California Legal Blog

Grocery store's decision to close causes real estate disputes

Does a California grocery store have a right to close its doors and cease doing business in a community if it so chooses? The answer may not be as cut and dry as one might think. Ongoing real estate disputes in one town are centered on the topic, and all involved are waiting on edge to see how the judge will rule.

As it stands, there is a particular plaza that was the center of an agreement where ordinances permitted the building of 10 houses. However, a stipulation in the agreement marking the project as a mixed development required that a grocery store would also exist in the building, providing services to the public. In fact, terms of the agreement specifically state that more than 20,000 square feet of the building is to be maintained as a grocery store for the duration of the project.

Harvey Weinstein admits his wrongdoing, leading to divorce

Former film studio executive Harvey Weinstein is currently going through a difficult family law situation to which some California readers may relate. The average individual does not have his or her marital problems plastered across news venues, however, which may Weinstein's situation a bit more challenging. As it stands, most people who follow Hollywood news are likely aware that Weinstein's wife of 10 years has decided to seek a divorce.

Some divorces occur without much surprise to either spouse. Issues may be simmering for years, slowly building up, until spouses mutually decide the best option for solution to their problems is divorce. In other situations, a particular incident or string of incidents may cause an abrupt and unexpected breakdown in a marriage. In either case, things may get a whole lot worse before they get better, especially if children are involved and parents disagree about where they should live or how they should be raised.

The Q-TIP trust: an option for second marriages

When people think of estate planning, they automatically think of the will. It’s known for its simplicity: a listing who gets what. Life, of course, isn’t that simple. There are infinite family arrangements. Anyone who has been married more than once or who has children with more than one mother/father knows how complicated arrangements become. Trusts are a more complex form of estate planning with benefits for modern families, including provisions for how your assets are distributed.

Hugh Hefner’s estate

What to do when parenting plans aren't working out as planned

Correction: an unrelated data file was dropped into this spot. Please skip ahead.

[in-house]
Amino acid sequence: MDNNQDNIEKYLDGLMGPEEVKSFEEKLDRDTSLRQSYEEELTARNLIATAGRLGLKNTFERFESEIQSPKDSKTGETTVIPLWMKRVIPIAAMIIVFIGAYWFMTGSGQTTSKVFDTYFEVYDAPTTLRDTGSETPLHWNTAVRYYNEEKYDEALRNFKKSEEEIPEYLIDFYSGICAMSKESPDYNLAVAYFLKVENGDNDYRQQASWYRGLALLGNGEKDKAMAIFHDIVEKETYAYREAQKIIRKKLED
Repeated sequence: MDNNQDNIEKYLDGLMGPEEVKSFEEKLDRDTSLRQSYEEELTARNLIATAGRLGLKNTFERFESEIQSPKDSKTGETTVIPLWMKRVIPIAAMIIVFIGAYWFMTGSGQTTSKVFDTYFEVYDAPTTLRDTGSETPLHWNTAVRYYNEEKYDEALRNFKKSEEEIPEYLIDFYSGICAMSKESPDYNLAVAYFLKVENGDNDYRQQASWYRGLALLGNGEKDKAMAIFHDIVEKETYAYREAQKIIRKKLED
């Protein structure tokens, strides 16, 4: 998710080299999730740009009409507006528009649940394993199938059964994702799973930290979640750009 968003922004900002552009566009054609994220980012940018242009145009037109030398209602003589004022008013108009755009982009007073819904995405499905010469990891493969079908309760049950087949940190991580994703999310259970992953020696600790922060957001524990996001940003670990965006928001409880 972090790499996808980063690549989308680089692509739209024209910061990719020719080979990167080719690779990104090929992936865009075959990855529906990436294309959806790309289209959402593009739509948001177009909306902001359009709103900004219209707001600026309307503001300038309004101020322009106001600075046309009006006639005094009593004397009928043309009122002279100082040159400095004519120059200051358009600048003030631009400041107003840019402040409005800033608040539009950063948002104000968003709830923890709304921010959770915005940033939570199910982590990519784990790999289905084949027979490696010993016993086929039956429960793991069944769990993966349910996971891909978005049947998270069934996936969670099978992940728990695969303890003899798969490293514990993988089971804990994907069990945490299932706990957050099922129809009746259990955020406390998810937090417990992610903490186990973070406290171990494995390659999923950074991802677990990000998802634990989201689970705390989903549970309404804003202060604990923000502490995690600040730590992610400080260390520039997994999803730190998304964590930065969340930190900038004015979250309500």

Helping children adapt to a new lifestyle after their parents' divorce is often quite challenging in many ways. While there is information based on common experiences from families throughout California and the nation who have navigated the process in the past, a particular family's needs and goals are always unique; so, existing information can be helpful but may not fully resolve a specific problem that arises. When the court issues or approves new parenting plans, it may not work out as all involved expected, especially if one of the parents is not adhering to the court order.

Many divorced parents disagree over child custody, visitation and child support. If your relationship with your former spouse is amicable, you may have successfully negotiated an arrangement without much trouble. For some, discussing and making decisions regarding where children will live, how often they will see a noncustodial parent or whether child support should be paid may cause tempers to flare and situations to develop that delay court proceedings.

Old GM not happy with judge's business litigation decision

Not every California business owner faces financial challenges at high levels similar to JP Morgan Bank. However, a current business litigation situation between JP Morgan and Old GM (General Motors' predecessor) may be relevant to many business people currently trying to resolve loan payback issues. In this particular case, Old GM says they got the short end of the stick on a recent decision handed down in court.

The situation involves a $1.5 billion load JP Morgan made to Old GM some time ago. It seems Old GM's unsecured creditors have been attempting to recoup the money. Recently, however, a U.S. bankruptcy judge ruled in favor of JP Morgan, stating that assets in question were covered by a lien.